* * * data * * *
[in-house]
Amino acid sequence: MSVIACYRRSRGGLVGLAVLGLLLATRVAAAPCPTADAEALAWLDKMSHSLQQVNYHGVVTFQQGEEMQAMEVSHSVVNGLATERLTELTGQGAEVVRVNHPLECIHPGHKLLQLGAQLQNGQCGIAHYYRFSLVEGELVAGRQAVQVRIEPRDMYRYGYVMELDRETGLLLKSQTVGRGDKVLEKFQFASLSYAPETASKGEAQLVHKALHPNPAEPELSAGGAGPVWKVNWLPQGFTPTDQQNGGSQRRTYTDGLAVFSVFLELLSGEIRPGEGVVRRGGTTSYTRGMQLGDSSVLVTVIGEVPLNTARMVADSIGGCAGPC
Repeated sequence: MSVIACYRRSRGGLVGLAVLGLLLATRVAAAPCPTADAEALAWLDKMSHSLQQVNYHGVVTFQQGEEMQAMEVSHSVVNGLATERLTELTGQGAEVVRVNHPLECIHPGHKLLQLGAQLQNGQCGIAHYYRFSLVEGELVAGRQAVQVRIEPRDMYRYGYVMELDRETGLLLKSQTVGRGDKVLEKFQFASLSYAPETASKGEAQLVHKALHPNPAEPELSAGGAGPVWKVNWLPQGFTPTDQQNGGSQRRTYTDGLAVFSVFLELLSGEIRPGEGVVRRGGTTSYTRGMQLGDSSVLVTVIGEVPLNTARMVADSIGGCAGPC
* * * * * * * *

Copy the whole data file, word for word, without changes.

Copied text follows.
[in-house]
Amino acid sequence: MSVIACYRRSRGGLVGLAVLGLLLATRVAAAPCPTADAEALAWLDKMSHSLQQVNYHGVVTFQQGEEMQAMEVSHSVVNGLATERLTELTGQGAEVVRVNHPLECIHPGHKLLQLGAQLQNGQCGIAHYYRFSLVEGELVAGRQAVQVRIEPRDMYRYGYVMELDRETGLLLKSQTVGRGDKVLEKFQFASLSYAPETASKGEAQLVHKALHPNPAEPELSAGGAGPVWKVNWLPQGFTPTDQQNGGSQRRTYTDGLAVFSVFLELLSGEIRPGEGVVRRGGTTSYTRGMQLGDSSVLVTVIGEVPLNTARMVADSIGGCAGPC
Repeated sequence: MSVIACYRRSRGGLVGLAVLGLLLATRVAAAPCPTADAEALAWLDKMSHSLQQVNYHGVVTFQQGEEMQAMEVSHSVVNGLATERLTELTGQGAEVVRVNHPLECIHPGHKLLQLGAQLQNGQCGIAHYYRFSLVEGELVAGRQAVQVRIEPRDMYRYGYVMELDRETGLLLKSQTVGRGDKVLEKFQFASLSYAPETASKGEAQLVHKALHPNPAEPELSAGGAGPVWKVNWLPQGFTPTDQQNGGSQRRTYTDGLAVFSVFLELLSGEIRPGEGVVRRGGTTSYTRGMQLGDSSVLVTVIGEVPLNTARMVADSIGGCAGPC